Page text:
and rosemary." Here we have the Scandinavian or Teutonic original of the mumming-play, with which the Scandinavian sword-dance became combined after passing through the Easter play. Henderson tells us that throughout Yorkshire mummers go round visiting at houses where they know they are likely to meet with entertainment, disguised in finery of different sorts, with blackened faces or masks, and carrying with them an image of a white horse. Mr. Baring Gould tells us that "at Wakefield and Stanby the mummers enter a house, and, if it be in a foul state, they proceed to sweep the hearth and clean the kitchen-range, humming all the time 'mum-m-m'." This seems to suggest some connection with the good fairies who perform tasks of housework if properly propitiated. In Scotland, where the mummers are called Gysards, when a party of these visitants enter a house, one of them precedes the rest, carrying a besom, and sweeps a ring or space for the Gysards to dance in. This ceremony is strictly observed ; and it has been supposed is connected with the tradition concerning the light dances of the fairies, one of whom is always represented as sweeping the spot appropriated to their festivity. This may be so ; but I am inclined to connect it with the sword-dance circle.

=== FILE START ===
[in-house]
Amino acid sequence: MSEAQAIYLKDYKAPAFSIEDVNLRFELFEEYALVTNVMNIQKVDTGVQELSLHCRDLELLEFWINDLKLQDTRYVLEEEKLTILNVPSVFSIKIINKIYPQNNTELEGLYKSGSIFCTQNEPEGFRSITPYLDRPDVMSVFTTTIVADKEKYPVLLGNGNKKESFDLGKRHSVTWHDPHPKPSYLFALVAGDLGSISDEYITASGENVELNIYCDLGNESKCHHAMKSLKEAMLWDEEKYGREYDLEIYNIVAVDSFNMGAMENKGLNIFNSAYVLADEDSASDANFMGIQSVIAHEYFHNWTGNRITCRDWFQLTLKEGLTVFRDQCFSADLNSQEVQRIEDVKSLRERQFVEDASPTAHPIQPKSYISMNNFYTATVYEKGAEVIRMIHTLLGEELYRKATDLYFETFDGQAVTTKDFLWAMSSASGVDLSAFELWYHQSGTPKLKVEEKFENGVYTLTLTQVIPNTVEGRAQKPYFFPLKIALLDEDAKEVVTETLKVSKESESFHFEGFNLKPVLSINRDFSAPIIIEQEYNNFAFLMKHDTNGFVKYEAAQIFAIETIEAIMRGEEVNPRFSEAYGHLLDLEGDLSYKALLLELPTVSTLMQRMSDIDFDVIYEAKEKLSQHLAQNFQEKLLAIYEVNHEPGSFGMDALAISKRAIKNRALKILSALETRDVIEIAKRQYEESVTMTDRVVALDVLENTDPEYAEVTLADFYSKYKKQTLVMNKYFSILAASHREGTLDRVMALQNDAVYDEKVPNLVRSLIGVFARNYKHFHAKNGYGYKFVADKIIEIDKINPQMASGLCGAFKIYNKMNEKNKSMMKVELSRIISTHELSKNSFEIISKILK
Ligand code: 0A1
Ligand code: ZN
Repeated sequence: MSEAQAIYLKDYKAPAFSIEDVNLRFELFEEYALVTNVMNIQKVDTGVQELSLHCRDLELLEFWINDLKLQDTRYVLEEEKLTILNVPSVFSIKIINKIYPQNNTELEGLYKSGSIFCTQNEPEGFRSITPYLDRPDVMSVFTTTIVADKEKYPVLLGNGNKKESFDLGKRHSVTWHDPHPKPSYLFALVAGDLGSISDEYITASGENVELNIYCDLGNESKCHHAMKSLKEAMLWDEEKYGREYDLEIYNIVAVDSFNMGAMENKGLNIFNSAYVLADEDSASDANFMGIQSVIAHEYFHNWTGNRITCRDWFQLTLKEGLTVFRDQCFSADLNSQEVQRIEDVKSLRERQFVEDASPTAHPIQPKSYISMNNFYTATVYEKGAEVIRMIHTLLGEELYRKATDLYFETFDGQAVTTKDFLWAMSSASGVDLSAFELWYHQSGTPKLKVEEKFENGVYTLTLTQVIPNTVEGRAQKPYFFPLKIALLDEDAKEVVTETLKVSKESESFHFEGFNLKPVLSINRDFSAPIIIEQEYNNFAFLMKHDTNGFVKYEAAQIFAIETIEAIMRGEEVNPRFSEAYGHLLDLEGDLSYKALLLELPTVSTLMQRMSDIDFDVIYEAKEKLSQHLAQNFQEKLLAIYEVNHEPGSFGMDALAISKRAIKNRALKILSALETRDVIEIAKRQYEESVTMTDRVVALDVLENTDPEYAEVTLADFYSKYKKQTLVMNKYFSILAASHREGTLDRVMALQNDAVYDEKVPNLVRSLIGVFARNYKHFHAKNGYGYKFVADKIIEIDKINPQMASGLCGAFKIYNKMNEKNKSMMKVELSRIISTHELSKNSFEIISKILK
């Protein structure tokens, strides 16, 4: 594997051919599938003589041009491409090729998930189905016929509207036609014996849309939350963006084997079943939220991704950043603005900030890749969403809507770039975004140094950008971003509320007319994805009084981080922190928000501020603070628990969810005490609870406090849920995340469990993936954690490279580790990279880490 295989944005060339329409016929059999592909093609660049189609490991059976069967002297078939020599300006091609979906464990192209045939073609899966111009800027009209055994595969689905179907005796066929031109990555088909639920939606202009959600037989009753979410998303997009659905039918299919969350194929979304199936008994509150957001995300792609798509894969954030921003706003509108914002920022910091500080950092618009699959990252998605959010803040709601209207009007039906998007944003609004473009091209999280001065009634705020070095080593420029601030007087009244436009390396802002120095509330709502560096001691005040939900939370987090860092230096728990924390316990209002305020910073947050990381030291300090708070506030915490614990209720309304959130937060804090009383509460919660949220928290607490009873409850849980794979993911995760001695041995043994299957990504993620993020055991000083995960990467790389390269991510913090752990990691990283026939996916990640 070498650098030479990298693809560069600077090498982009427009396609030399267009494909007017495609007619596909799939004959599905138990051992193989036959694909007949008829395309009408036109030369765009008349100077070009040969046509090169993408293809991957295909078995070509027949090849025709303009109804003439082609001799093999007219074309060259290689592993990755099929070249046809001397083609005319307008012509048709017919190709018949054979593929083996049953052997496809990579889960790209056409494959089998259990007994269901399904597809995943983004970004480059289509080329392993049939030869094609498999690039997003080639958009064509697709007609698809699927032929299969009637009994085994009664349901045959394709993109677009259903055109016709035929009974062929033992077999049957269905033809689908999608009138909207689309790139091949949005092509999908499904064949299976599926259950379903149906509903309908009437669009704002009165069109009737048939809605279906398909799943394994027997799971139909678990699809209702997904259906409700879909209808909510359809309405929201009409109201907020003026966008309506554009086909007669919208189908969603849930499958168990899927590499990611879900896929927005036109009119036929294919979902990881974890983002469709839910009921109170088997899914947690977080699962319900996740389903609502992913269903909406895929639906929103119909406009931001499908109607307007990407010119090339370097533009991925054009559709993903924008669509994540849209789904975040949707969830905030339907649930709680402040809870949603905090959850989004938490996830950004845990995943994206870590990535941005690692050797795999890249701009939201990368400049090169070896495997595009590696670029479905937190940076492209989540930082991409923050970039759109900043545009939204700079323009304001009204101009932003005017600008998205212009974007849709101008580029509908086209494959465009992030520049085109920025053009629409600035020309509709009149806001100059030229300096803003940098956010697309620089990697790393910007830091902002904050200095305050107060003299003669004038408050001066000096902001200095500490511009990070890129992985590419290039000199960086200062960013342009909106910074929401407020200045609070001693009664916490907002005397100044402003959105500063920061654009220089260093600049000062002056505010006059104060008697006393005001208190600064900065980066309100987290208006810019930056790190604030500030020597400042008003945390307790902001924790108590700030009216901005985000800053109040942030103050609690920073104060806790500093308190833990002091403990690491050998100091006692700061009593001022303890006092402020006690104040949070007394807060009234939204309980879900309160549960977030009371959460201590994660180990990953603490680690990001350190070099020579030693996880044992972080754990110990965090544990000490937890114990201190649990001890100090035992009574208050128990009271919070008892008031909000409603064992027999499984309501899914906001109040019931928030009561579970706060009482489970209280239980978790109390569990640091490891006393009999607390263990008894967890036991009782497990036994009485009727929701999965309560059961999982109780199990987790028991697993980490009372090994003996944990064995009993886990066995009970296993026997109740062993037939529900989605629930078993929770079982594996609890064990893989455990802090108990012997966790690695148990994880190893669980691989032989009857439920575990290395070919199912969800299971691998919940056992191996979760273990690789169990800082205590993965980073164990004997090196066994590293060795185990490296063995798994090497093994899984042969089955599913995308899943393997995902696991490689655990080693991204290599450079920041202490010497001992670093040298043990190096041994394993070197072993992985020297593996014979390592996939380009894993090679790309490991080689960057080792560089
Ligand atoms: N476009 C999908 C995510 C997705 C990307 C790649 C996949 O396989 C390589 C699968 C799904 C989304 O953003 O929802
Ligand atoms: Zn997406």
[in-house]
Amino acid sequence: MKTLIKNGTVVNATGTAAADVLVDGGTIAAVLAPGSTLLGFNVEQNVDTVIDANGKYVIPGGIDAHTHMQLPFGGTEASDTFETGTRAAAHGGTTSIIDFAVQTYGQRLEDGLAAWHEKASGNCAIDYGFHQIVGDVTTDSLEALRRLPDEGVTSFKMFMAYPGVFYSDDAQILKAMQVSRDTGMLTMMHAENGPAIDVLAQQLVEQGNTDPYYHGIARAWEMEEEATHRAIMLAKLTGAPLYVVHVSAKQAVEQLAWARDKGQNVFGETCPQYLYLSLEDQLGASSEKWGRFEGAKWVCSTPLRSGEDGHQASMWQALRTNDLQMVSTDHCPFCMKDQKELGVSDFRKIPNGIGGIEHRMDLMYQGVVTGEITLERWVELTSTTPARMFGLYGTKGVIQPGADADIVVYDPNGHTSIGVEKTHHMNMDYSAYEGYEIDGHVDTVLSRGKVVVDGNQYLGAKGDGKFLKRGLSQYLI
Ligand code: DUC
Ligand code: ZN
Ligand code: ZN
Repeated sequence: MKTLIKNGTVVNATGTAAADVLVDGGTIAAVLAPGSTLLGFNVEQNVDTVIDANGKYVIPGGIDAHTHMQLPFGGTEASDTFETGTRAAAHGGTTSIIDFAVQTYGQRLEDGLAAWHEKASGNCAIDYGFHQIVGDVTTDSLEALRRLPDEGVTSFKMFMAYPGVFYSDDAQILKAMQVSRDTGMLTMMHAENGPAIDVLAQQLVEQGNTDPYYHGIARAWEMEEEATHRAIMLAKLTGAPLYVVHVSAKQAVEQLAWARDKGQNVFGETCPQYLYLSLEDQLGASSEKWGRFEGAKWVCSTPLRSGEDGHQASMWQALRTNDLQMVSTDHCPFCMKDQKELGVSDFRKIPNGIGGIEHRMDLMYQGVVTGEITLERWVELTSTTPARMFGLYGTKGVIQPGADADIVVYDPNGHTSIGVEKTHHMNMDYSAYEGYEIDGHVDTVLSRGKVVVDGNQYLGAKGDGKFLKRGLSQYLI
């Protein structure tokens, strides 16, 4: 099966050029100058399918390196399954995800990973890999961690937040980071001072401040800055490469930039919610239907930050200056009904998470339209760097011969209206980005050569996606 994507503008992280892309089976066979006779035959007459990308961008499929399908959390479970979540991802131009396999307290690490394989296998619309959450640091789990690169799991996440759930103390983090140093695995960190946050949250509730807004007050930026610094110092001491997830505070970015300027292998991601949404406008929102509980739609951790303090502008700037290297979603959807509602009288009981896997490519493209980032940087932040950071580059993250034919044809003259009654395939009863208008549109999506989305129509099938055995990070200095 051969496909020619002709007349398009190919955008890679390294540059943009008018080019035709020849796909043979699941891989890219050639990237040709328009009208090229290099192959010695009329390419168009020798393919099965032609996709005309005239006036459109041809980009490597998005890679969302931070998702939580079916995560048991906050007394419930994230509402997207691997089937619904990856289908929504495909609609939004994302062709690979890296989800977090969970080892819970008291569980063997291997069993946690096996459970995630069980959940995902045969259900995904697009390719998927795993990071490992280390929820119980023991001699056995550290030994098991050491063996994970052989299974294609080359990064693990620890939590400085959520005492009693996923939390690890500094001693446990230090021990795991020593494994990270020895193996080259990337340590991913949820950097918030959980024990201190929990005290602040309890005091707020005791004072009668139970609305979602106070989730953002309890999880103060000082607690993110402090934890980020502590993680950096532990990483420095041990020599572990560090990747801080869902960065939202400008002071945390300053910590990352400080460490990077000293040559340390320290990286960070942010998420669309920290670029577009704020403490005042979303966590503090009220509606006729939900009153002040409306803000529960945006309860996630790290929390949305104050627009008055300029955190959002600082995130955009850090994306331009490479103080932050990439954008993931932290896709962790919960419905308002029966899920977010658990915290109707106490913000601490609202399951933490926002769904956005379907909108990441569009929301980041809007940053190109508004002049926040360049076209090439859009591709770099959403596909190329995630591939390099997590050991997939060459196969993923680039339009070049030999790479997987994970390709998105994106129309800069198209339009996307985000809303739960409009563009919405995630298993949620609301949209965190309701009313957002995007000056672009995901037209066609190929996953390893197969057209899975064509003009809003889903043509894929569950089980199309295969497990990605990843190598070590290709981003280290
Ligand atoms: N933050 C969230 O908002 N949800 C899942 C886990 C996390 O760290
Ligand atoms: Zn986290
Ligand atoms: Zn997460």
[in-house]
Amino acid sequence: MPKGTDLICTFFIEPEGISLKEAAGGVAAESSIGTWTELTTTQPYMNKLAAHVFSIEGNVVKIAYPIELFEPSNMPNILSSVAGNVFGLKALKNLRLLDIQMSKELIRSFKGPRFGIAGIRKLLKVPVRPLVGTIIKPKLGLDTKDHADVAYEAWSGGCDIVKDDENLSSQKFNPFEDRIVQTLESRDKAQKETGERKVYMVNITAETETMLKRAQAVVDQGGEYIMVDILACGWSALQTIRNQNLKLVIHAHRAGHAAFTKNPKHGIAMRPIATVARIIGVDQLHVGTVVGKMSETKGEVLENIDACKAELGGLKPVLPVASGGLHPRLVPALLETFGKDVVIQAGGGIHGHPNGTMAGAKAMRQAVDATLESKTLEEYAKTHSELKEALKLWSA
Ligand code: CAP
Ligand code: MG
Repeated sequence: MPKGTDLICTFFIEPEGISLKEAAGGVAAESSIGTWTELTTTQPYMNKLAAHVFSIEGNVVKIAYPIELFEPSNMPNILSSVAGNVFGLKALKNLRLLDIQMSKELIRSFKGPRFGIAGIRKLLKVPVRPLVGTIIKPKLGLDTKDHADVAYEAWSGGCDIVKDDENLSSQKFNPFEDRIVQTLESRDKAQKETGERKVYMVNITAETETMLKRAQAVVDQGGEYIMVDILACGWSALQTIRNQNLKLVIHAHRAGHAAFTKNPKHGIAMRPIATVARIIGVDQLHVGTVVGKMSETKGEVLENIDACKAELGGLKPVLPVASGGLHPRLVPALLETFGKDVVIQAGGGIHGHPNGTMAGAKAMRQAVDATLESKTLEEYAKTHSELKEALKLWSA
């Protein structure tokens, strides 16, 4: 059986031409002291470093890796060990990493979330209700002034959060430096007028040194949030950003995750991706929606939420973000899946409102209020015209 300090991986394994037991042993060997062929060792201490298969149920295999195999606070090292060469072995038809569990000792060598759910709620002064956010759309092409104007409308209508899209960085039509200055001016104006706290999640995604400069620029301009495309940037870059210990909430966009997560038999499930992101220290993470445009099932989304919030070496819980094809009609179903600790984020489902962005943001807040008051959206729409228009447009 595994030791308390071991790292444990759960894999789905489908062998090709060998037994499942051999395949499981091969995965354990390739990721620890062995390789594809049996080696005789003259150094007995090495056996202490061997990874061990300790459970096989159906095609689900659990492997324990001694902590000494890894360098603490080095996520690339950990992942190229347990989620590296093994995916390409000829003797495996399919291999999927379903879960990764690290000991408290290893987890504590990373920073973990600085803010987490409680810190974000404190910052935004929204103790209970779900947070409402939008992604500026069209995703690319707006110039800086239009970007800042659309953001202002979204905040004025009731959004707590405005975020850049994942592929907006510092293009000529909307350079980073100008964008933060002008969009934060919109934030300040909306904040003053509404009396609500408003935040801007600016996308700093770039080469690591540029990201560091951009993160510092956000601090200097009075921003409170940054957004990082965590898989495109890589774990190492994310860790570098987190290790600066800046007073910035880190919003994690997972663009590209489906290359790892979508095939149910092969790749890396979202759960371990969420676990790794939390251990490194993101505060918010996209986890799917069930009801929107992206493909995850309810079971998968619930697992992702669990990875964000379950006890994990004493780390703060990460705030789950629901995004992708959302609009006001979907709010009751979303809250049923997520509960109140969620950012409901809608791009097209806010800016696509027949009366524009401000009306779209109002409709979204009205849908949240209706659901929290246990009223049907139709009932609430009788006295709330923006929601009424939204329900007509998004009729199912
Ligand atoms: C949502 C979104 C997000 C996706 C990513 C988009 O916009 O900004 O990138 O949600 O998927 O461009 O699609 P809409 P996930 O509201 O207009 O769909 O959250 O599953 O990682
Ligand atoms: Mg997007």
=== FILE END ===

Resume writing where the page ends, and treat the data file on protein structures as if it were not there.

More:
Summarising this analysis of the Christmas mumming-play, we find that it consists of the following elements combined by the natural dramatic instincts of the folk : —
- (a) The Christmas Masking or Disguising.
- (b) The Sword-Dance : the character of Father Christmas being a modification of the Chorus of the Sword-Dance Play.
- (c) The Pace-Egg or Easter Play.
- (d) The Wassailing Rite or Custom.
I will now communicate some versions of the Christmas mumming or masking play, which I have been the means of collecting during the last two years. I have two versions fresh from Hampshire this last Christmas, one collected by